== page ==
As India votes in the world’s largest elections, the incumbent government will have some serious issues at hand. One of the biggest challenges will be the implementing of the National Food Security Bill, 2013. The law if implemented successfully, will be the world’s largest food security program ever. It aims to provide subsidized Rice, Wheat and Millets (coarse grains) to 2/3rds (approximately 67%) of a population of 1.2 billion. This includes free meals to pregnant and lactating mothers and certain categories of children.
Opposition to the Bill
There has been fierce opposition to this Bill lead by none other than the next potential Prime ministerial candidate, Narendra Modi. In a letter dated August 13, 2013 and addressed to the Prime Minister, he has raised several pertinent points. His major opposition to this Bill was:
The fact that the central government had first fixed the nationwide number of beneficiaries of the subsidy and then left it to the states to decide who were eligible for the same. His take was that the reverse should have been done. The eligible persons should have been identified state wise, in consultation with the state government and then the national figure should have been decided on how many were food insecure and needed to be brought under this program. His contention was that this would lead to states creating their own eligibility criteria on who were eligible for the subsidies, in order to reach the centrally defined numbers. This would lead to disparities in eligibility criteria and thus lead to judicial scrutiny and confusion.
Another point of objection was that the quantum of grain available to a BPL family (Below Poverty Line) under this Bill was actually less than the earlier scheme of the government. According to him, the earlier quota of subsidized food grain entitlement for an average family of five was 35 kg per month. Whereas, under this Bill, each family would now get 25 kg per month. He stated that each family would have to actually pay an additional Rs 85 per month to get the 35 kgs of food grains that they were getting earlier.
His other objection was related to the calories per person. At 25 kg per family of five, meant that that 5 kg per person was inadequate to provide the minimum necessary calories that a person carrying out physical labour, required on a daily basis.
However, the government has stated that those covered under the Antyodaya Anna Yojana would continue to get the earlier stated amount of 35 kg per family per month.
According to the Ministry of Agriculture’s Commission on Agricultural Costs and Prices (CACP), final cost of implementation of the bill could be anywhere between Rs 1.25 lakh crore to 1.50 lakh crore! The commission has warned that the implementation of the Bill can give rise to higher focus on food grains resulting in several imbalances in agricultural production and leading to a shift away from oilseeds and pulses. It has warned that the cost of implementation will raise the fiscal deficit and add to the macro level inflationary pressures.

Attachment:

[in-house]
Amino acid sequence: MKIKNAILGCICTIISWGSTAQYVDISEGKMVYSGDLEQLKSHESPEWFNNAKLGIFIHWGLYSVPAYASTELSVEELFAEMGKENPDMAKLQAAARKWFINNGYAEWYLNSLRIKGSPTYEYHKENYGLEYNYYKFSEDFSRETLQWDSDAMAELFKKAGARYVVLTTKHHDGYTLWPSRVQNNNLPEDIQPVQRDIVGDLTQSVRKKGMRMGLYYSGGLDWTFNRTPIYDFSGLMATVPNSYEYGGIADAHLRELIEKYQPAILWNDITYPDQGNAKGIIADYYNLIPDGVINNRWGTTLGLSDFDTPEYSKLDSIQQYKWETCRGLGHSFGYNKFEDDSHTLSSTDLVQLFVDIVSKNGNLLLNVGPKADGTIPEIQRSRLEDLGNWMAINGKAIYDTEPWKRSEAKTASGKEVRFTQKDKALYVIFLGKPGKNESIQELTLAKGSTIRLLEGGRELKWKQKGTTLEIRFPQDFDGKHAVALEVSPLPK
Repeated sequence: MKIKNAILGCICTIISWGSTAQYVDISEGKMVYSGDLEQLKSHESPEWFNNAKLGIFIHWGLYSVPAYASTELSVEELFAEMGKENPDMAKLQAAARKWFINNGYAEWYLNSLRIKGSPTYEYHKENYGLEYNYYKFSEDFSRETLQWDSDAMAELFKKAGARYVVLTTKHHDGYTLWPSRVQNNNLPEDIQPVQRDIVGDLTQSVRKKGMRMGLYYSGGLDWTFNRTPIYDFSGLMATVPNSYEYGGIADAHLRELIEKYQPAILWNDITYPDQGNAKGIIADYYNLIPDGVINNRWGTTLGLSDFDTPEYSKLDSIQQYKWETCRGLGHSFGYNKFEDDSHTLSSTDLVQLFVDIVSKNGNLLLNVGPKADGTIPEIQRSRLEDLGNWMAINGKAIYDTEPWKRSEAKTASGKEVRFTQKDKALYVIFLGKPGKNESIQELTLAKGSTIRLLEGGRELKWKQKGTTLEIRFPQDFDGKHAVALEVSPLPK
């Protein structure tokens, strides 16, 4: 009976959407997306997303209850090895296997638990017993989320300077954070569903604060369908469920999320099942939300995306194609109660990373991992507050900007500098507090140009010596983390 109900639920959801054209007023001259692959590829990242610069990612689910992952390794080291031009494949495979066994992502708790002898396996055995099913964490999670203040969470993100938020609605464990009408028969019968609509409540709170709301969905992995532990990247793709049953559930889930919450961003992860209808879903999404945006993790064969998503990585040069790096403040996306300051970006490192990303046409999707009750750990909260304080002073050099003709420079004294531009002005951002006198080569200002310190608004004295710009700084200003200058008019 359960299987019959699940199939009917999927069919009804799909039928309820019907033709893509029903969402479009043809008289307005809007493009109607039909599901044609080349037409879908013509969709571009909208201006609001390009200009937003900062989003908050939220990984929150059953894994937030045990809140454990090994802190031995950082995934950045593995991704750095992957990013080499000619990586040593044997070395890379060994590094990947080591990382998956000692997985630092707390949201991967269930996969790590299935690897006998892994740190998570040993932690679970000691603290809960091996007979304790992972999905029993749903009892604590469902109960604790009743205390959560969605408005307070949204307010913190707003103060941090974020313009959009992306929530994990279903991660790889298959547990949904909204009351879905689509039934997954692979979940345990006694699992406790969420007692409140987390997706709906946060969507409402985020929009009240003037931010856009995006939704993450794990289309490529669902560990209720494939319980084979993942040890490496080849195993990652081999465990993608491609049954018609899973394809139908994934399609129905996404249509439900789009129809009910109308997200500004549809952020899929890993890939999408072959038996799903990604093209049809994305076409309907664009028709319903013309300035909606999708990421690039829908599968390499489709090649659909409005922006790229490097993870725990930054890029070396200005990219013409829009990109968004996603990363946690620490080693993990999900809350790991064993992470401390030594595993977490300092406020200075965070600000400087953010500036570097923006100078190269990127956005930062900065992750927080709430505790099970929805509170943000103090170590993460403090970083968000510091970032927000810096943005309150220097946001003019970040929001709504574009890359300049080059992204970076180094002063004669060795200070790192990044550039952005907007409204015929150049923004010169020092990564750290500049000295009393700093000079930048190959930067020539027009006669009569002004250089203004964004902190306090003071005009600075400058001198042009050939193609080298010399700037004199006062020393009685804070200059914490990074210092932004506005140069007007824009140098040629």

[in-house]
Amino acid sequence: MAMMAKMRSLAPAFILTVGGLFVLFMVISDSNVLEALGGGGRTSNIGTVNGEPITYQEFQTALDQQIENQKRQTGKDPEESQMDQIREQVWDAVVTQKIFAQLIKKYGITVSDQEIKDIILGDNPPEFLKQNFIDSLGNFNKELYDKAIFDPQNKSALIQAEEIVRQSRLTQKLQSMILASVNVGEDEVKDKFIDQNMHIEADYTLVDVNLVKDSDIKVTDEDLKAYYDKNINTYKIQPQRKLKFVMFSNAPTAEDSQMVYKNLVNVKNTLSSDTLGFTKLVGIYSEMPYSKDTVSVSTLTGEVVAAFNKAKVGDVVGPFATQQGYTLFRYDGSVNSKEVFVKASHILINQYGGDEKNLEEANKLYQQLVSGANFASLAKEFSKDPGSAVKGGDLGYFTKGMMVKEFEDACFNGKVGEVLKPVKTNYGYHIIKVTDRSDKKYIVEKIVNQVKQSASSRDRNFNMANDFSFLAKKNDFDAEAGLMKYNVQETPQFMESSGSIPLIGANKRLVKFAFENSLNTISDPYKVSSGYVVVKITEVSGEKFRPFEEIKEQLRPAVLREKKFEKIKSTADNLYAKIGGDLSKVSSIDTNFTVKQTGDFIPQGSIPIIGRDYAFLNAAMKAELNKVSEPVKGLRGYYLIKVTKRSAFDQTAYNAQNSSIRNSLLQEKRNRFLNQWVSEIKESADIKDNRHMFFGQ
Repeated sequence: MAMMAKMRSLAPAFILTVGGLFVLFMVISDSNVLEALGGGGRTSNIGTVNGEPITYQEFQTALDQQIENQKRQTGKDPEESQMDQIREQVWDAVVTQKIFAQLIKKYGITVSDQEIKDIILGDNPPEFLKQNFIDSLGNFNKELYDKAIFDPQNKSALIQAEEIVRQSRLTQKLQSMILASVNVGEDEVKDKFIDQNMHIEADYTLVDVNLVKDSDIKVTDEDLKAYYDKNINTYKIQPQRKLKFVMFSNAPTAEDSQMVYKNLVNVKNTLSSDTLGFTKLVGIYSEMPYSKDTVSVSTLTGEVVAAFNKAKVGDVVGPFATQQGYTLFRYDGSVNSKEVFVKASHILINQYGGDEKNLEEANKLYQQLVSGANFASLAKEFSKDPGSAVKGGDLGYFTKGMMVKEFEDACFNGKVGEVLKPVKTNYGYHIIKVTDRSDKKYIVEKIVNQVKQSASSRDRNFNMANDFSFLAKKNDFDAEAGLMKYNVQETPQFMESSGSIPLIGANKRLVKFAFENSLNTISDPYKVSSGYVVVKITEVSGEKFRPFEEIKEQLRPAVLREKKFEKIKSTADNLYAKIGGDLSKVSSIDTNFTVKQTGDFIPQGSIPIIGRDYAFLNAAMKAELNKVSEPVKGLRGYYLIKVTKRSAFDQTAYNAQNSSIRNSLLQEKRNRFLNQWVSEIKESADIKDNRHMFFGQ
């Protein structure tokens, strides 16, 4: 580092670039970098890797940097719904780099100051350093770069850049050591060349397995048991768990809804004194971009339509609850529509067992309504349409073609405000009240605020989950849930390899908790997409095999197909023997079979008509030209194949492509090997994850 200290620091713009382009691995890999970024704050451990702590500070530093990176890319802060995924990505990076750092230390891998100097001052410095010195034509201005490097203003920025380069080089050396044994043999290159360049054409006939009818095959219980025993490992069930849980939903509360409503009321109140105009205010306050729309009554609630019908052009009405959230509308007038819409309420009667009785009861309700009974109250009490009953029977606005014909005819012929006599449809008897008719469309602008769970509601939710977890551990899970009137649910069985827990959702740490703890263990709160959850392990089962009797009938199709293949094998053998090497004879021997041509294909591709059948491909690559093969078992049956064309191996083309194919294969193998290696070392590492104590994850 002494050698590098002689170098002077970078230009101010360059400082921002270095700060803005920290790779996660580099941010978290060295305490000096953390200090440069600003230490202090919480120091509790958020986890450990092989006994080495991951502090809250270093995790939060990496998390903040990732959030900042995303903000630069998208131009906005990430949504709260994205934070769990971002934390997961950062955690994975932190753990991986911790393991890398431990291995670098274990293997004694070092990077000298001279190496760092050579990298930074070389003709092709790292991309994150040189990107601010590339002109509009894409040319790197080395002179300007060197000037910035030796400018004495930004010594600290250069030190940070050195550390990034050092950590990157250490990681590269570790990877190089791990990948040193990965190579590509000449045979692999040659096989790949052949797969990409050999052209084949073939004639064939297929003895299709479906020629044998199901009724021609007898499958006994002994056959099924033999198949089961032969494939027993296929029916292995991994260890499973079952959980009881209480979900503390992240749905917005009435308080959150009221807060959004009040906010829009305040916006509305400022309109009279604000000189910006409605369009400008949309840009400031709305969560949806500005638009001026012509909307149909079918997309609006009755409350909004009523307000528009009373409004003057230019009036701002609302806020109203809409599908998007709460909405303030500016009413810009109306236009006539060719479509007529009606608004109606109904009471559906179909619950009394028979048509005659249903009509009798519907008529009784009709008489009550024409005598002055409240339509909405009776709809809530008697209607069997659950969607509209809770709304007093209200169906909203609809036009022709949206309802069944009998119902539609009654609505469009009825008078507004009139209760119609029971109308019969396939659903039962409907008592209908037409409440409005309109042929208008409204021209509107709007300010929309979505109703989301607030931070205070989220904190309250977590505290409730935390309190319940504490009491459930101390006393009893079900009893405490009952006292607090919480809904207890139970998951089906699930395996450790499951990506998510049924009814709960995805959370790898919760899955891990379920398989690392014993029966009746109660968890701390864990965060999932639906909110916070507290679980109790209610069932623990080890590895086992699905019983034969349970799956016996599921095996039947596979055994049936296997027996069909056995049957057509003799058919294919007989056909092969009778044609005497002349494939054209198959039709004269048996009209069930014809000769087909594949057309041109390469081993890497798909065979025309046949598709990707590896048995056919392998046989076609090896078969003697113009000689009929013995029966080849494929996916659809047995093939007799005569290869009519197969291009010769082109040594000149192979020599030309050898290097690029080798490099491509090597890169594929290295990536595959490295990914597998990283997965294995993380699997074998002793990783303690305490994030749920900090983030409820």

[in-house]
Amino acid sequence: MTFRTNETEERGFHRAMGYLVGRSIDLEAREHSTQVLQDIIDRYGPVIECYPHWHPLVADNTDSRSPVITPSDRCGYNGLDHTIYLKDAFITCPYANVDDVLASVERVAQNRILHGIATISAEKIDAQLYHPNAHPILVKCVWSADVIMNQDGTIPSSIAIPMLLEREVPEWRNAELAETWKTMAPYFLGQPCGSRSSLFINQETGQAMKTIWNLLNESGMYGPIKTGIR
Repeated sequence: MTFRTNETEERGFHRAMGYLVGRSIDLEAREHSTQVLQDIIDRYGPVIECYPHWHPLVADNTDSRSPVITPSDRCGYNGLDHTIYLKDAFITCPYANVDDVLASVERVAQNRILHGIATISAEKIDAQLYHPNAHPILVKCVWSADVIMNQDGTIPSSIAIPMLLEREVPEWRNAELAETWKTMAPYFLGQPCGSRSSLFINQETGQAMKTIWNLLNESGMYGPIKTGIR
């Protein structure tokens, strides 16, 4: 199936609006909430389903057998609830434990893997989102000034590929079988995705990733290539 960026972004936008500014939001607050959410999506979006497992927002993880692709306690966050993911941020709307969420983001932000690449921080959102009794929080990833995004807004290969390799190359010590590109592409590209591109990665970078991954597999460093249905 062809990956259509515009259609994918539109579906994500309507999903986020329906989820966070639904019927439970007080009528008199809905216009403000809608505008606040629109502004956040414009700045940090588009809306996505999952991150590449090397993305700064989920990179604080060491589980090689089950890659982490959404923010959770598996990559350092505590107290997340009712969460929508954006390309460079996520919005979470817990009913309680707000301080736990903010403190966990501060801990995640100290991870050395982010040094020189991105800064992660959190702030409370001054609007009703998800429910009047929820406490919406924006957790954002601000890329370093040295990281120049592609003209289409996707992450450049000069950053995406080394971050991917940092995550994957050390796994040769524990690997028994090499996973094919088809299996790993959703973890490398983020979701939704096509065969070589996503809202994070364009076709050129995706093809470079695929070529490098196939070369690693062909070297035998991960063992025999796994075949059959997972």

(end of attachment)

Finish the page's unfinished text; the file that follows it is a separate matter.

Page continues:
The Bill has been passed through an Ordinance and now the incumbent government faces the daunting task of raising the required amount for implementing the program in FY14-15.
Without doubt, there will be centre–state conflict over the implementation and the new government is going to have to balance the overall target implementation with state level pressure. The challenge to implement this Bill will force the new government to raise funds from sectors which could well be in conflict with their own program priorities.
So what happens if we have a weak coalition government at the centre? That would be disastrous. The markets have already assumed that Narendra Modi is going to head the next BJP lead Government. If the election results in a weak coalition, the markets will react badly and the current euphoria that the FIIs have shown in anticipation of a new regime could well backfire in the short to medium term.
We have just had a major crop damage due to late rainfall in March and this is going to impact the inflation figures in Q2. Furthermore, if there is a weak monsoon this year, all gains of a control on fiscal deficit will get wiped out. India has recently had its way at the WTO, where it has vehemently resisted opposition to India’s Food Security program, led by the United States. The developed nations fear that India’s procurement of food grains at Minimum Support Prices (MSP) could have an impact on their domestic markets. Their major concern is that over stock piling of food grains by India can cause leakages that will result in subsidized food grains being exported to their countries and thereby hitting the local producer’s business.
While a strong and stable government, will help Narendra Modi carry forward the positive sentiment that the markets have shown and if he is able to implement GST and back it up with bringing in labour reforms (and that’s not going to be easy), then we can expect the next government to manage a balance between a growth-led development agenda and a challenging food security program.